Massachusetts Treasurer Joseph D. Malone has announced a plan to increase and diversify investment in new products by inventors in the state.
In an exclusive interview with The Bond Buyer, Malone outlined his Inventor/Investor Program, which he hopes will bring down the 8.6% unemployment rate recorded in September.
Malone's plan calls for bringing state officials, investors, and scholars together to assess new products created by inventors.
He said the inclusion of educators from such institutions as Harvard University, the Massachusetts Institute of Technology, the University of Massachusetts, and Boston College is an integral part of his plan.
Malone said the program would be organized by his office but funded solely by investors. He added that no bonding or other state financing would be involved.
He said he expects Gov. William F. Weld and the state legislature to support his initiative.
Malone noted his proposed program is part of a larger scheme of economic improvements being suggested and implemented by Weld and Malone.
"When our administration, led by Gov. Weld, took over last January, we targeted several important steps that had to be taken," Malone said. "Quite simply, we had to improve the level of trust in our state government, achieve a degree of fiscal stability, and then proceed towards economic growth. "
Malone said the first two steps have "gotten off to a flying start." On Sept. 9, both Standard & Poor's Corp. and Moody's Investors Service upgraded Massachusetts GOs to A from BBB and Baa, respectively.
In upgrading the debt, the rating agencies cited cutbacks in State spending, the improved financial status, and reduced reliance on the use of one-shots to balance the state's budget.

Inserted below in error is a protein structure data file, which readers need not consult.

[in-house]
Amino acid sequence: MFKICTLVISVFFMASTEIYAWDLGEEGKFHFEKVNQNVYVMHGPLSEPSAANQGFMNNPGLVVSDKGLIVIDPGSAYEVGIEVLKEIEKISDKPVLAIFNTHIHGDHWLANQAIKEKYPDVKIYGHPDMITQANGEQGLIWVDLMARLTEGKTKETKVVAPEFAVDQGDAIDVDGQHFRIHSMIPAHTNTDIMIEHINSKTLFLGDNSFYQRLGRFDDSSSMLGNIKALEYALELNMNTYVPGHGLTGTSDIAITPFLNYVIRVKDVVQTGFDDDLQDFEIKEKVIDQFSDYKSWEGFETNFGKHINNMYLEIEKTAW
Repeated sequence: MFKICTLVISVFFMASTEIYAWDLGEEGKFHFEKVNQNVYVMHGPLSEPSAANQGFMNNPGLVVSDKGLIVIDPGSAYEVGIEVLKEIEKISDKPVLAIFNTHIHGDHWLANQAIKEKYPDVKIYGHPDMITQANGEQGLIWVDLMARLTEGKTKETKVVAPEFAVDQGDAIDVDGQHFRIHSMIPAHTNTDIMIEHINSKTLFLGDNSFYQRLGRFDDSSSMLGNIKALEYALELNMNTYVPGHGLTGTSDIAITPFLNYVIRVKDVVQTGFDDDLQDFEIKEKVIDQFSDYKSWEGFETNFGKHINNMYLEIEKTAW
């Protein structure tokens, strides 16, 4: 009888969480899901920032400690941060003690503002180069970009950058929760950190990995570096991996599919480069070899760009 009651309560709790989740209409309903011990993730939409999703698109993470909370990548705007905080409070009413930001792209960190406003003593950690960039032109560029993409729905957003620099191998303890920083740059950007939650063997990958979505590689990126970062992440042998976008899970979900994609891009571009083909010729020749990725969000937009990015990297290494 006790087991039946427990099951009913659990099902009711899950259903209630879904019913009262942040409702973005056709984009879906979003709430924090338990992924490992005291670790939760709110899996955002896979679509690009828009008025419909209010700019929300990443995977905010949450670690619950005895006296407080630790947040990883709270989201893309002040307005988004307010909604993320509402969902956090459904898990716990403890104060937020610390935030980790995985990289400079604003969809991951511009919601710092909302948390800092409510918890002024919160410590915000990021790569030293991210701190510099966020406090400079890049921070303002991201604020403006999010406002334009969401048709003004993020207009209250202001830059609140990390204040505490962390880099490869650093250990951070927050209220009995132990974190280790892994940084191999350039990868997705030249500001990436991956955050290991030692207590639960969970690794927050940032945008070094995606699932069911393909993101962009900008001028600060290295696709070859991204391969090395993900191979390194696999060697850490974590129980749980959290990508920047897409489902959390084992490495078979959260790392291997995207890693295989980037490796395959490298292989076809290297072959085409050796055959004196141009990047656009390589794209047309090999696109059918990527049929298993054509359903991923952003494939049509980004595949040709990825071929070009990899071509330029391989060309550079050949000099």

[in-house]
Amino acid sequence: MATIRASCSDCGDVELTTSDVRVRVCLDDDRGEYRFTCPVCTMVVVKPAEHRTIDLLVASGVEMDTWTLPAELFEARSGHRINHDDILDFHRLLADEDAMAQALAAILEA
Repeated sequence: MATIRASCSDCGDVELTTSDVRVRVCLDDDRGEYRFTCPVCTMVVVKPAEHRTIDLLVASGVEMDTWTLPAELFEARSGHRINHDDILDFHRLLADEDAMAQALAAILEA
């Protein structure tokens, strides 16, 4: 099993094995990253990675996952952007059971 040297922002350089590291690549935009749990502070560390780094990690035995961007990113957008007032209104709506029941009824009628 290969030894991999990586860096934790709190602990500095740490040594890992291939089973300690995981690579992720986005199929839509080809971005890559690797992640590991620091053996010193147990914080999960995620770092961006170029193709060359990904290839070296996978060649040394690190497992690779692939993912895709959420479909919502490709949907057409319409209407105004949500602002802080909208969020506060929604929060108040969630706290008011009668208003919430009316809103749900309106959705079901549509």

But Malone said trust in the executive, office was a "major concern" for the rating agency, something not easily renewed.
At the Bond Buyer Municipal Finance Conference held last Thursday and Friday in New York City, Malone said now that the rating agencies have voiced their support, "it's time to regain the trust of investors."
"One of the strongest and least-used resources in the state is our institutions of higher learning," Malone said. "By Jan. 1, we will have convened an executive panel to set up a one-day conference in July that would display to investors all sorts of new products."
Malone said that members of the commission have not been named, but added that the appointments would be evenly divided between investors, academicians, and representatives of state government.
"In the Boston area, there are more permanent residents who have won a Nobel Prize than in any other area of the world," he said. "These people are assets the state has been ignoring for years."
Malone said the commission will target new products in telecommunication, biotechnology, high technology, and new computer products. But he said the commission will not limit the program to those fields.
"Somewhere out there is another Digital Computer [Corp.] just waiting for funding to get off the ground," he said.
This is the second program Malone has designed.
In February, Malone kicked off the Middle Class American Dream program designed to help middle-income families afford their own homes.
For families with combined family income between $23,000 and $68,000, a mortgage for a new home is made available with only a 5% down payment. And only 33% of the family's annual income is required to be dedicated to payment toward the mortgage.
Malone said he expected to have "a couple of hundred" applicants to the program. So far, 1,100 families have moved into new homes through the program.